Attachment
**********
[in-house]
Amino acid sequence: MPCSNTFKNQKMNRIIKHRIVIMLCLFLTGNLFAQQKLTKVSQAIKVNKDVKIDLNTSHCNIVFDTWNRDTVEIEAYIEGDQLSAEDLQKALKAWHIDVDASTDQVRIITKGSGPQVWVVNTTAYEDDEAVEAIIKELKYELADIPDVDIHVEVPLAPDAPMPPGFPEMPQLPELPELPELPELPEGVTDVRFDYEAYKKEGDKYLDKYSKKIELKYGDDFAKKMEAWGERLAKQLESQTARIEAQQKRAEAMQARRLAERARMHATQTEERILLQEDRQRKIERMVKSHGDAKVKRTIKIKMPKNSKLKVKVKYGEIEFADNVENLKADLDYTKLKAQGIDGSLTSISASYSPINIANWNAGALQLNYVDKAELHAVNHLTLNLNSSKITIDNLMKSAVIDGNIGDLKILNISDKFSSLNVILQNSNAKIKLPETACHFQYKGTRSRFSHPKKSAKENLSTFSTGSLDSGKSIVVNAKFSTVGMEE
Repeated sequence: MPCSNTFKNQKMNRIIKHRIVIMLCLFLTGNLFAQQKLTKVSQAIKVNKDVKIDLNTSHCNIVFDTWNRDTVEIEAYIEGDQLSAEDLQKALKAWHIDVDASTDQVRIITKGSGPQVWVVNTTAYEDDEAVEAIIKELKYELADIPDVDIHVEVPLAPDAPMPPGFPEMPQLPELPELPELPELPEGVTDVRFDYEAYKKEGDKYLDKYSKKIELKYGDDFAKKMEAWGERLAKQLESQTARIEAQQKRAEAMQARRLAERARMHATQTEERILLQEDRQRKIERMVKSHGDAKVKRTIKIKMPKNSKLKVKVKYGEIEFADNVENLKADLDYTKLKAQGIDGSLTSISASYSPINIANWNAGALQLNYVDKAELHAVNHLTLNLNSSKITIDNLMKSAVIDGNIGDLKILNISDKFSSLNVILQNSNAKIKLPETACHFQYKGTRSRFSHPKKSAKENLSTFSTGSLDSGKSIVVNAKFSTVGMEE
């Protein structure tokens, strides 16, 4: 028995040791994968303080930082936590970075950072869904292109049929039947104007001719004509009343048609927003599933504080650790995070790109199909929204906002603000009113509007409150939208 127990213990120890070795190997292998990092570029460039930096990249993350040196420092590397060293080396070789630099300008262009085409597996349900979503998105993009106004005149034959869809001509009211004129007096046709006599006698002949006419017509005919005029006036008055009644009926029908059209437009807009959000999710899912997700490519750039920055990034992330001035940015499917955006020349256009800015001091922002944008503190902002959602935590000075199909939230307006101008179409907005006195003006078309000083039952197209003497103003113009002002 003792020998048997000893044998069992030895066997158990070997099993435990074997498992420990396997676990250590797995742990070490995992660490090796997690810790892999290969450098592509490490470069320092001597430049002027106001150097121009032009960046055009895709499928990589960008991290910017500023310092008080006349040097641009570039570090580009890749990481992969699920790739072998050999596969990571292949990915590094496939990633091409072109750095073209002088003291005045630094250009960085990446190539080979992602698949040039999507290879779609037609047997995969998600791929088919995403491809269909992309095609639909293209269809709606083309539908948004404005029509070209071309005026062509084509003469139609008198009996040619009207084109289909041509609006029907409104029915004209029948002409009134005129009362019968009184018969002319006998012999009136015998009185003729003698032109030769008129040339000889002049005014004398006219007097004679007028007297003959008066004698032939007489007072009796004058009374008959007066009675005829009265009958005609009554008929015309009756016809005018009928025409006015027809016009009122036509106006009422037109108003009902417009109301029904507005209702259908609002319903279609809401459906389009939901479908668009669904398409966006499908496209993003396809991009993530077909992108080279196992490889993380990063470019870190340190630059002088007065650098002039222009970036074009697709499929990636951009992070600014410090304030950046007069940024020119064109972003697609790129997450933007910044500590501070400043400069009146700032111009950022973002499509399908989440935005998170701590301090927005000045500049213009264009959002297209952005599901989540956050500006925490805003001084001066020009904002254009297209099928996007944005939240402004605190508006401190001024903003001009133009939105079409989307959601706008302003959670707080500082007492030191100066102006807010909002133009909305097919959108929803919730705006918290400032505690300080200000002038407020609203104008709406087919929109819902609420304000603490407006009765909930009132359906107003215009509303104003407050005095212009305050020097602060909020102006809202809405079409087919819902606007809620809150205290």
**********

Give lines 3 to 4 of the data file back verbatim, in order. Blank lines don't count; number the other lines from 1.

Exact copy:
Repeated sequence: MPCSNTFKNQKMNRIIKHRIVIMLCLFLTGNLFAQQKLTKVSQAIKVNKDVKIDLNTSHCNIVFDTWNRDTVEIEAYIEGDQLSAEDLQKALKAWHIDVDASTDQVRIITKGSGPQVWVVNTTAYEDDEAVEAIIKELKYELADIPDVDIHVEVPLAPDAPMPPGFPEMPQLPELPELPELPELPEGVTDVRFDYEAYKKEGDKYLDKYSKKIELKYGDDFAKKMEAWGERLAKQLESQTARIEAQQKRAEAMQARRLAERARMHATQTEERILLQEDRQRKIERMVKSHGDAKVKRTIKIKMPKNSKLKVKVKYGEIEFADNVENLKADLDYTKLKAQGIDGSLTSISASYSPINIANWNAGALQLNYVDKAELHAVNHLTLNLNSSKITIDNLMKSAVIDGNIGDLKILNISDKFSSLNVILQNSNAKIKLPETACHFQYKGTRSRFSHPKKSAKENLSTFSTGSLDSGKSIVVNAKFSTVGMEE
């Protein structure tokens, strides 16, 4: 028995040791994968303080930082936590970075950072869904292109049929039947104007001719004509009343048609927003599933504080650790995070790109199909929204906002603000009113509007409150939208 127990213990120890070795190997292998990092570029460039930096990249993350040196420092590397060293080396070789630099300008262009085409597996349900979503998105993009106004005149034959869809001509009211004129007096046709006599006698002949006419017509005919005029006036008055009644009926029908059209437009807009959000999710899912997700490519750039920055990034992330001035940015499917955006020349256009800015001091922002944008503190902002959602935590000075199909939230307006101008179409907005006195003006078309000083039952197209003497103003113009002002 003792020998048997000893044998069992030895066997158990070997099993435990074997498992420990396997676990250590797995742990070490995992660490090796997690810790892999290969450098592509490490470069320092001597430049002027106001150097121009032009960046055009895709499928990589960008991290910017500023310092008080006349040097641009570039570090580009890749990481992969699920790739072998050999596969990571292949990915590094496939990633091409072109750095073209002088003291005045630094250009960085990446190539080979992602698949040039999507290879779609037609047997995969998600791929088919995403491809269909992309095609639909293209269809709606083309539908948004404005029509070209071309005026062509084509003469139609008198009996040619009207084109289909041509609006029907409104029915004209029948002409009134005129009362019968009184018969002319006998012999009136015998009185003729003698032109030769008129040339000889002049005014004398006219007097004679007028007297003959008066004698032939007489007072009796004058009374008959007066009675005829009265009958005609009554008929015309009756016809005018009928025409006015027809016009009122036509106006009422037109108003009902417009109301029904507005209702259908609002319903279609809401459906389009939901479908668009669904398409966006499908496209993003396809991009993530077909992108080279196992490889993380990063470019870190340190630059002088007065650098002039222009970036074009697709499929990636951009992070600014410090304030950046007069940024020119064109972003697609790129997450933007910044500590501070400043400069009146700032111009950022973002499509399908989440935005998170701590301090927005000045500049213009264009959002297209952005599901989540956050500006925490805003001084001066020009904002254009297209099928996007944005939240402004605190508006401190001024903003001009133009939105079409989307959601706008302003959670707080500082007492030191100066102006807010909002133009909305097919959108929803919730705006918290400032505690300080200000002038407020609203104008709406087919929109819902609420304000603490407006009765909930009132359906107003215009509303104003407050005095212009305050020097602060909020102006809202809405079409087919819902606007809620809150205290």